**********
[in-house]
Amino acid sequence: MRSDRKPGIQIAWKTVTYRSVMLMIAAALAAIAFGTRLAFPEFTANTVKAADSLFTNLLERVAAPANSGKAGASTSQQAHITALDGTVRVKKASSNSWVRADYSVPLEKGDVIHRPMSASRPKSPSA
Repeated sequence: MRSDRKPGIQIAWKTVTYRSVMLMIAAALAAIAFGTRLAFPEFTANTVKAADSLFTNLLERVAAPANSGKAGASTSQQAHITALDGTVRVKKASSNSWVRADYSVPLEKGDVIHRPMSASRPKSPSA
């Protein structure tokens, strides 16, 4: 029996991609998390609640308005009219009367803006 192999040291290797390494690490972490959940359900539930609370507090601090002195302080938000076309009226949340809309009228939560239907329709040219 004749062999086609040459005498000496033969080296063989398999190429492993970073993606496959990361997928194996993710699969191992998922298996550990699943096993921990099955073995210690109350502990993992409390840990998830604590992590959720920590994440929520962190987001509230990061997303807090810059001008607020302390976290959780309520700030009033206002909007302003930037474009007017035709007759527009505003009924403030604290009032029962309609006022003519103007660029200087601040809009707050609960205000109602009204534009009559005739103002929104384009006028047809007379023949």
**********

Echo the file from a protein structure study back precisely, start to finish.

[in-house]
Amino acid sequence: MRSDRKPGIQIAWKTVTYRSVMLMIAAALAAIAFGTRLAFPEFTANTVKAADSLFTNLLERVAAPANSGKAGASTSQQAHITALDGTVRVKKASSNSWVRADYSVPLEKGDVIHRPMSASRPKSPSA
Repeated sequence: MRSDRKPGIQIAWKTVTYRSVMLMIAAALAAIAFGTRLAFPEFTANTVKAADSLFTNLLERVAAPANSGKAGASTSQQAHITALDGTVRVKKASSNSWVRADYSVPLEKGDVIHRPMSASRPKSPSA
């Protein structure tokens, strides 16, 4: 029996991609998390609640308005009219009367803006 192999040291290797390494690490972490959940359900539930609370507090601090002195302080938000076309009226949340809309009228939560239907329709040219 004749062999086609040459005498000496033969080296063989398999190429492993970073993606496959990361997928194996993710699969191992998922298996550990699943096993921990099955073995210690109350502990993992409390840990998830604590992590959720920590994440929520962190987001509230990061997303807090810059001008607020302390976290959780309520700030009033206002909007302003930037474009007017035709007759527009505003009924403030604290009032029962309609006022003519103007660029200087601040809009707050609960205000109602009204534009009559005739103002929104384009006028047809007379023949």